Emma Walmsley, the boss of GlaxoSmithKline, jokes that she spent more time choosing her £10.4million chief scientist than she did picking her husband.
So the introduction of American pharmaceuticals king Hal Barron to the City this week was a big moment for both of them – and for GSK’s investors, with all hoping he will work some magic on the share price.
Unusually, he is paid more than the chief executive, although this is not something Walmsley seems to resent.
King pharma: Hal Barron is basing himself in California, more than 5,000 miles from GSK HQ in London
She even opened a small office in Barron’s hometown of San Francisco when he agreed to join the company so he could stay there with his wife and two children.
Immaculately dressed in one of her trademark navy blue dresses with matching stiletto heels, Walmsley had the air of a football manager showing off her new big-money signing as she sat alongside Barron in the five-star May Fair Hotel, London, last Wednesday.
For his part, Barron – sporting a California tan and dark suit, with a white T-shirt poking out from under his shirt – held the room in his thrall as he laid out his vision for injecting a Silicon Valley spirit of risk-taking into the 300-year-old British business that is behind household names such as Horlicks and Beechams.
‘Being based in California I think has some upsides…and some challenges,’ he said, explaining that he comes to the UK for one week every month.
Barron, 56, said he wants to bring to GSK some of the entrepreneurial spirit of his hometown, which is awash with biotech entrepreneurs and venture capitalists.
‘It’s a belief system that is about not fearing failure,’ he told The Mail on Sunday. ‘They have a model that says: ‘Look, I am going to take ten bets. I’m pretty sure nine are going to fail, and I am OK with that, because the tenth is going to give enough return that this is a great idea. So let’s invest in exciting stuff and kill it when it doesn’t work.’ ‘
Walmsley, 49, a former marketing boss at L’Oreal, started as chief executive of GSK 18 months ago, after working her way up through the company she joined in 2010.
It was seen as a coup for her when she brought in Barron. So confident is she in his abilities that he is on a contract paying him up to £10.4million in his first year – compared with her maximum package of £8.9million.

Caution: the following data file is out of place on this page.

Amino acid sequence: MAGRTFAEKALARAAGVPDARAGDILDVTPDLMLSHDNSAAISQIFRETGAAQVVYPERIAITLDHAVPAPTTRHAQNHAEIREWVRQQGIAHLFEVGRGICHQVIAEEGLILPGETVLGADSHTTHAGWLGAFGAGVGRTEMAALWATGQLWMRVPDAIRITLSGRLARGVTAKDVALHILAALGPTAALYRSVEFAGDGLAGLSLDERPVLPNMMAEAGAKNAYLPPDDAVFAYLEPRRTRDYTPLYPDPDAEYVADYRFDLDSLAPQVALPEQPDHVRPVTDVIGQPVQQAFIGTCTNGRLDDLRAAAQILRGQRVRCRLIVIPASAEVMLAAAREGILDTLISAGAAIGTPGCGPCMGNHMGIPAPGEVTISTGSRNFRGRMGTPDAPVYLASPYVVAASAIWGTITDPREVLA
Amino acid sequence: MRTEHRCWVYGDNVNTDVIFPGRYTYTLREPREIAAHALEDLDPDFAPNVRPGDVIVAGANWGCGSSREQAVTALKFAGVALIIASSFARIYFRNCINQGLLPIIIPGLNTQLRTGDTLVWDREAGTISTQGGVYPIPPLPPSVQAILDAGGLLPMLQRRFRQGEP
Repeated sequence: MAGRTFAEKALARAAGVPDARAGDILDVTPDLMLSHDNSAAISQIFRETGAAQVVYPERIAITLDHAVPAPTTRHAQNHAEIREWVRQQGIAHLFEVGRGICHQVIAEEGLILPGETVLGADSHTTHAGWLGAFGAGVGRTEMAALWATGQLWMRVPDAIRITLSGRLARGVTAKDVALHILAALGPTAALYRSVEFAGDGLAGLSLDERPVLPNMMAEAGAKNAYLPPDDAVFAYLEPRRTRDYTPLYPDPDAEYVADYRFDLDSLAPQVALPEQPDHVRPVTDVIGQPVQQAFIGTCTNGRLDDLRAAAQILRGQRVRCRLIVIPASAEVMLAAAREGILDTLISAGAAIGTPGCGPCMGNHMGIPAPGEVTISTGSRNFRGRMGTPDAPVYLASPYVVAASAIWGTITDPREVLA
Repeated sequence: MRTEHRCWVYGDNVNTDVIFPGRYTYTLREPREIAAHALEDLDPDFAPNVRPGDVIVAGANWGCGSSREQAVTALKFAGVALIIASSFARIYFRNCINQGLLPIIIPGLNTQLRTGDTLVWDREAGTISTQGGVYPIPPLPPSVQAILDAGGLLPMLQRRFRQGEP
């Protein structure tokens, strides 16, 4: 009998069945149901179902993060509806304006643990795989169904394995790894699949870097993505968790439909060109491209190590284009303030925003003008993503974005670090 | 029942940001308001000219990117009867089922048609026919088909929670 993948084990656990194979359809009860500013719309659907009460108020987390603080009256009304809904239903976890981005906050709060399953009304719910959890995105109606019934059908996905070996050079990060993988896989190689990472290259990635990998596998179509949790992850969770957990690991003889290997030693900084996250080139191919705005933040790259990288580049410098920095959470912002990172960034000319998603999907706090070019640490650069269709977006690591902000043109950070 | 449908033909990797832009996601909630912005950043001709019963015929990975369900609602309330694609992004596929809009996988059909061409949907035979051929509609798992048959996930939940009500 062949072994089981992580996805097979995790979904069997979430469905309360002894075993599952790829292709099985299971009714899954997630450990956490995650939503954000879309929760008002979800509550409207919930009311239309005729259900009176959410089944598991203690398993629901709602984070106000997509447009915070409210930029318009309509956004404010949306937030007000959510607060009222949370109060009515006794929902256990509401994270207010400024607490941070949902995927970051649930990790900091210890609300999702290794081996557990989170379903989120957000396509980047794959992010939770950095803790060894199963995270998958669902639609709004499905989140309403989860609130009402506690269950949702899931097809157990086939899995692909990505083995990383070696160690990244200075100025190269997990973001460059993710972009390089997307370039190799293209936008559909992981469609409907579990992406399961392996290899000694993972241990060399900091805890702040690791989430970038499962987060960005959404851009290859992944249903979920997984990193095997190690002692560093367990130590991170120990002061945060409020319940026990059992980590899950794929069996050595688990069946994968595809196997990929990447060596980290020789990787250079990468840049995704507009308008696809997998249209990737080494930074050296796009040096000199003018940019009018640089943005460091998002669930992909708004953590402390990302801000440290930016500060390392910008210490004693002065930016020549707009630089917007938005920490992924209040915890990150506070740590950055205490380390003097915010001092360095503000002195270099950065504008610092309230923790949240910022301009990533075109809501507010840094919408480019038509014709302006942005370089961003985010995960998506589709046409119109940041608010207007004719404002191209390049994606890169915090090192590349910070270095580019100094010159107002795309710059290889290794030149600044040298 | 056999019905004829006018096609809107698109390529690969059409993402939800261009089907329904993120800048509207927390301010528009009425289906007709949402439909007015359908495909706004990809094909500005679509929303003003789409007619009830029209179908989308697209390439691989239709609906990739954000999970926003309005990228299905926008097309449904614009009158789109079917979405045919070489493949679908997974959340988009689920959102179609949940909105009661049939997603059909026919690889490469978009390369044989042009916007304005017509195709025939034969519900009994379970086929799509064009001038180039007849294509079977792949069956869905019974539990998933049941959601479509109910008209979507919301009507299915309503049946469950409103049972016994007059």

The mother-of-four identified Barron as the man to tackle GSK’s relative weakness in the early-stage development of drugs. He had already established himself as a ‘legend’ in the US biotech industry and is credited with developing ten successful drugs while working for Genentech, Roche and Calico over the last couple of decades.
Turnaround: Glaxo revealed plans to cut annual costs by £400million
In comparison, GSK’s 11,000 researchers have developed 16 drugs between them over the last ten years.
Barron and Walmsley’s proposed solution to GSK’s logjam, as set out to investors last week, is cultural change to gee up the research and development unit.
‘The reality is that we have had a decade of perhaps not the kind of competitive performance we need,’ Walmsley admitted, describing GSK as being ‘too slow’ and at times ‘rather bureaucratic’.
She added: ‘Hal and I spent hours talking about culture before he decided to join the company.
‘And I think that is one of the things we were most aligned on in terms of how much it matters.’
GSK last week told investors it plans to ‘promote a culture of increased accountability and smart risk-taking’, including ‘redefining success’ and ‘fostering a culture of truth-seeking versus progression-seeking’ – a phrase that is likely to bewilder Brits unaccustomed to California business-speak.
Glaxo’s boss Emma Walmsley
Whatever it means, critics will argue that Barron will have a tough job to change the mindset of a company with 100,000 employees – including 17,000 in the UK – from his US base.
‘Really successful cultural change will be independent of where I live,’ he said.
Barron was paraded to analysts and the media after GSK released its financial results for April to June this year.
The company also revealed plans to cut annual costs by £400million and announced a new partnership with gene-testing company 23andMe – which, like Barron, is based in Silicon Valley – to help it develop new medicines.
He described the four-year deal as a ‘really good idea’, and said he hoped others would follow GSK’s lead for the good of patients.
‘I will be thrilled if we in the industry had a better success rate in developing more drugs for patients,’ he said.